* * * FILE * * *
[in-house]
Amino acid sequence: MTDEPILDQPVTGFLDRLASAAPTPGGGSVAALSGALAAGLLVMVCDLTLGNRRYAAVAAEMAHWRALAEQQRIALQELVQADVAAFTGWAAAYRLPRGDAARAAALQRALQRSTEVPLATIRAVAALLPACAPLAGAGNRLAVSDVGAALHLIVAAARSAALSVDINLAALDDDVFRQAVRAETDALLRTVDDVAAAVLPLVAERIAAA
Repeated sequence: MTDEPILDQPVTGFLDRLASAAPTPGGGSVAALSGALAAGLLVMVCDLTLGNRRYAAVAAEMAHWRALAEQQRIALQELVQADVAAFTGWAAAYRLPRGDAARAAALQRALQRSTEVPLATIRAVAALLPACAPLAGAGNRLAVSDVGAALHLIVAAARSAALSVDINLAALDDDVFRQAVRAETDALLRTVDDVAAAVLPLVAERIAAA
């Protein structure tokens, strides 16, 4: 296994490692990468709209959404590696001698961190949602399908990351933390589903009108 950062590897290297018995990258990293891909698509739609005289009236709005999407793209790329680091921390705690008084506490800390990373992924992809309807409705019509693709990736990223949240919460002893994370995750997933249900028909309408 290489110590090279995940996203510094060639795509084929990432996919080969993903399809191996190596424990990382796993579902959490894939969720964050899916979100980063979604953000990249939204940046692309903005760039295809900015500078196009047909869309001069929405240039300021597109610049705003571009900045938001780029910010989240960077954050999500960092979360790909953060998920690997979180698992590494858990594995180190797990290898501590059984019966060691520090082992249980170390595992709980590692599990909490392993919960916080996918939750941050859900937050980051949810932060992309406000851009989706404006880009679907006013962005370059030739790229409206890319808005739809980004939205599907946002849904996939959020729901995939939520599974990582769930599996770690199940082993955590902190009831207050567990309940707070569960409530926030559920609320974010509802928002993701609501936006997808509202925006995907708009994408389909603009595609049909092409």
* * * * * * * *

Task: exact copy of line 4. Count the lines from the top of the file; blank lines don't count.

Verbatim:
């Protein structure tokens, strides 16, 4: 296994490692990468709209959404590696001698961190949602399908990351933390589903009108 950062590897290297018995990258990293891909698509739609005289009236709005999407793209790329680091921390705690008084506490800390990373992924992809309807409705019509693709990736990223949240919460002893994370995750997933249900028909309408 290489110590090279995940996203510094060639795509084929990432996919080969993903399809191996190596424990990382796993579902959490894939969720964050899916979100980063979604953000990249939204940046692309903005760039295809900015500078196009047909869309001069929405240039300021597109610049705003571009900045938001780029910010989240960077954050999500960092979360790909953060998920690997979180698992590494858990594995180190797990290898501590059984019966060691520090082992249980170390595992709980590692599990909490392993919960916080996918939750941050859900937050980051949810932060992309406000851009989706404006880009679907006013962005370059030739790229409206890319808005739809980004939205599907946002849904996939959020729901995939939520599974990582769930599996770690199940082993955590902190009831207050567990309940707070569960409530926030559920609320974010509802928002993701609501936006997808509202925006995907708009994408389909603009595609049909092409």